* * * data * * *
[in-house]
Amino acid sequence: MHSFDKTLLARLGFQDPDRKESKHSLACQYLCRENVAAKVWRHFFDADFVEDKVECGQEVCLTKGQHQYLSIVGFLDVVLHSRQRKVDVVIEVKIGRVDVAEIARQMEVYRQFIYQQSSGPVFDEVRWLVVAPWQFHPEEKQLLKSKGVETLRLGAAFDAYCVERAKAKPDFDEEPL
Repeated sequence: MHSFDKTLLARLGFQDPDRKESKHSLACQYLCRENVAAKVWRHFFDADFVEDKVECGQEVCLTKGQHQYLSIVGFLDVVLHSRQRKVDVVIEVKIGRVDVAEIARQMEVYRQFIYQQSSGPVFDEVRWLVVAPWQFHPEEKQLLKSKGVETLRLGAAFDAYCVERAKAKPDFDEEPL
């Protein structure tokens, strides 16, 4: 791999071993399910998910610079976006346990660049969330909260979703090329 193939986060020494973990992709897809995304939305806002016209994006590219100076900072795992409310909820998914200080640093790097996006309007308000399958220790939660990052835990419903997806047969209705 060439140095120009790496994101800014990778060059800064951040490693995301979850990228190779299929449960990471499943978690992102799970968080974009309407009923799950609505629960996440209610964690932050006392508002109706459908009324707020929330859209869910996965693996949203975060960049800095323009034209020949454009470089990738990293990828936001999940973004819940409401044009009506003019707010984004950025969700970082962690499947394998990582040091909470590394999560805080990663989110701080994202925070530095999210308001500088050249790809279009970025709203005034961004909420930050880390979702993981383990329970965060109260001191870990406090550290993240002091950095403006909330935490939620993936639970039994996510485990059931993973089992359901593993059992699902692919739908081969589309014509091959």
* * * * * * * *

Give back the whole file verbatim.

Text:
[in-house]
Amino acid sequence: MHSFDKTLLARLGFQDPDRKESKHSLACQYLCRENVAAKVWRHFFDADFVEDKVECGQEVCLTKGQHQYLSIVGFLDVVLHSRQRKVDVVIEVKIGRVDVAEIARQMEVYRQFIYQQSSGPVFDEVRWLVVAPWQFHPEEKQLLKSKGVETLRLGAAFDAYCVERAKAKPDFDEEPL
Repeated sequence: MHSFDKTLLARLGFQDPDRKESKHSLACQYLCRENVAAKVWRHFFDADFVEDKVECGQEVCLTKGQHQYLSIVGFLDVVLHSRQRKVDVVIEVKIGRVDVAEIARQMEVYRQFIYQQSSGPVFDEVRWLVVAPWQFHPEEKQLLKSKGVETLRLGAAFDAYCVERAKAKPDFDEEPL
């Protein structure tokens, strides 16, 4: 791999071993399910998910610079976006346990660049969330909260979703090329 193939986060020494973990992709897809995304939305806002016209994006590219100076900072795992409310909820998914200080640093790097996006309007308000399958220790939660990052835990419903997806047969209705 060439140095120009790496994101800014990778060059800064951040490693995301979850990228190779299929449960990471499943978690992102799970968080974009309407009923799950609505629960996440209610964690932050006392508002109706459908009324707020929330859209869910996965693996949203975060960049800095323009034209020949454009470089990738990293990828936001999940973004819940409401044009009506003019707010984004950025969700970082962690499947394998990582040091909470590394999560805080990663989110701080994202925070530095999210308001500088050249790809279009970025709203005034961004909420930050880390979702993981383990329970965060109260001191870990406090550290993240002091950095403006909330935490939620993936639970039994996510485990059931993973089992359901593993059992699902692919739908081969589309014509091959």